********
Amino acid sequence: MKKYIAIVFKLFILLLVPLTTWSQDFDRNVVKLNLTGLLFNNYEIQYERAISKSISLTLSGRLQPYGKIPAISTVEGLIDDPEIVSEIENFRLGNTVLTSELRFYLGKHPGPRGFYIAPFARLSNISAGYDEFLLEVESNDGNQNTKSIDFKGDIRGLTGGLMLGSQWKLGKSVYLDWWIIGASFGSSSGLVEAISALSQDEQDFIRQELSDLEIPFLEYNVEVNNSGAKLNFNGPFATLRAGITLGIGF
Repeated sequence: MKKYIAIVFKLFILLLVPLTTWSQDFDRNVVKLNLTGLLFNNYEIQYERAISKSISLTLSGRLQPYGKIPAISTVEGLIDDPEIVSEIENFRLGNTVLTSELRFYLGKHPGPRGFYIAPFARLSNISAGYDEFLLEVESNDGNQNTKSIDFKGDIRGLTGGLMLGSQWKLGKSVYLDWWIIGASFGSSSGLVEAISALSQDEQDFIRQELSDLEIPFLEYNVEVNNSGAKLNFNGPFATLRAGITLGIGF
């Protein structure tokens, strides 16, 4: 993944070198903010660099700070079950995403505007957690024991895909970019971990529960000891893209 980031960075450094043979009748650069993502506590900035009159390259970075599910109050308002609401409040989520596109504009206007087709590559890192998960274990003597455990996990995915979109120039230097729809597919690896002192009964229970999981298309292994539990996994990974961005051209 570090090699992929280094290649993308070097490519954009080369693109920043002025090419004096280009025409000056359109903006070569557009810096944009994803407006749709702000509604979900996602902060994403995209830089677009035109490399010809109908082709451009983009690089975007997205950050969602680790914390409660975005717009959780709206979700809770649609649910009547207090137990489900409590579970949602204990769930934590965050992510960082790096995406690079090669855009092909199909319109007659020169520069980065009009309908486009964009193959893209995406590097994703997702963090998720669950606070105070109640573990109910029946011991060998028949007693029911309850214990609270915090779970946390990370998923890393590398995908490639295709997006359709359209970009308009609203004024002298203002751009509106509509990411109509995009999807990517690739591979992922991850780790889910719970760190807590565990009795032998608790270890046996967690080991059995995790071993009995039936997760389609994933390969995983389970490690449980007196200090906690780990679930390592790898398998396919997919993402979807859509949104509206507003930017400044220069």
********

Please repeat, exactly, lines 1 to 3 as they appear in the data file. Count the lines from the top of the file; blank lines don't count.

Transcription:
Amino acid sequence: MKKYIAIVFKLFILLLVPLTTWSQDFDRNVVKLNLTGLLFNNYEIQYERAISKSISLTLSGRLQPYGKIPAISTVEGLIDDPEIVSEIENFRLGNTVLTSELRFYLGKHPGPRGFYIAPFARLSNISAGYDEFLLEVESNDGNQNTKSIDFKGDIRGLTGGLMLGSQWKLGKSVYLDWWIIGASFGSSSGLVEAISALSQDEQDFIRQELSDLEIPFLEYNVEVNNSGAKLNFNGPFATLRAGITLGIGF
Repeated sequence: MKKYIAIVFKLFILLLVPLTTWSQDFDRNVVKLNLTGLLFNNYEIQYERAISKSISLTLSGRLQPYGKIPAISTVEGLIDDPEIVSEIENFRLGNTVLTSELRFYLGKHPGPRGFYIAPFARLSNISAGYDEFLLEVESNDGNQNTKSIDFKGDIRGLTGGLMLGSQWKLGKSVYLDWWIIGASFGSSSGLVEAISALSQDEQDFIRQELSDLEIPFLEYNVEVNNSGAKLNFNGPFATLRAGITLGIGF
């Protein structure tokens, strides 16, 4: 993944070198903010660099700070079950995403505007957690024991895909970019971990529960000891893209 980031960075450094043979009748650069993502506590900035009159390259970075599910109050308002609401409040989520596109504009206007087709590559890192998960274990003597455990996990995915979109120039230097729809597919690896002192009964229970999981298309292994539990996994990974961005051209 570090090699992929280094290649993308070097490519954009080369693109920043002025090419004096280009025409000056359109903006070569557009810096944009994803407006749709702000509604979900996602902060994403995209830089677009035109490399010809109908082709451009983009690089975007997205950050969602680790914390409660975005717009959780709206979700809770649609649910009547207090137990489900409590579970949602204990769930934590965050992510960082790096995406690079090669855009092909199909319109007659020169520069980065009009309908486009964009193959893209995406590097994703997702963090998720669950606070105070109640573990109910029946011991060998028949007693029911309850214990609270915090779970946390990370998923890393590398995908490639295709997006359709359209970009308009609203004024002298203002751009509106509509990411109509995009999807990517690739591979992922991850780790889910719970760190807590565990009795032998608790270890046996967690080991059995995790071993009995039936997760389609994933390969995983389970490690449980007196200090906690780990679930390592790898398998396919997919993402979807859509949104509206507003930017400044220069």